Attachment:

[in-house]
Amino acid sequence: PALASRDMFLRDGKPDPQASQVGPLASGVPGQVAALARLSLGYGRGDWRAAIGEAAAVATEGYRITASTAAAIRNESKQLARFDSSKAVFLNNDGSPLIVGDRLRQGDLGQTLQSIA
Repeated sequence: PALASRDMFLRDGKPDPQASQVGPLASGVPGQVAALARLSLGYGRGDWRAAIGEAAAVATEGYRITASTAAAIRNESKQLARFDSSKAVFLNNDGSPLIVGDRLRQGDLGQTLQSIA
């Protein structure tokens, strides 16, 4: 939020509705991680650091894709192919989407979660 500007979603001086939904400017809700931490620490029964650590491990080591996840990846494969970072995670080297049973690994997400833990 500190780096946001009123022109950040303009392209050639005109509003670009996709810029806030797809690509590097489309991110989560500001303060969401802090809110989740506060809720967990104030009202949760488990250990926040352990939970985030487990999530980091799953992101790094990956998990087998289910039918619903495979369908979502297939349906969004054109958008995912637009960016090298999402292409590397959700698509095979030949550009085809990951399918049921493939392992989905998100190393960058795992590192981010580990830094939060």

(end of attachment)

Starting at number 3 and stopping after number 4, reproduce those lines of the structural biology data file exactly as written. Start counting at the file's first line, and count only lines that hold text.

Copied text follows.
Repeated sequence: PALASRDMFLRDGKPDPQASQVGPLASGVPGQVAALARLSLGYGRGDWRAAIGEAAAVATEGYRITASTAAAIRNESKQLARFDSSKAVFLNNDGSPLIVGDRLRQGDLGQTLQSIA
């Protein structure tokens, strides 16, 4: 939020509705991680650091894709192919989407979660 500007979603001086939904400017809700931490620490029964650590491990080591996840990846494969970072995670080297049973690994997400833990 500190780096946001009123022109950040303009392209050639005109509003670009996709810029806030797809690509590097489309991110989560500001303060969401802090809110989740506060809720967990104030009202949760488990250990926040352990939970985030487990999530980091799953992101790094990956998990087998289910039918619903495979369908979502297939349906969004054109958008995912637009960016090298999402292409590397959700698509095979030949550009085809990951399918049921493939392992989905998100190393960058795992590192981010580990830094939060």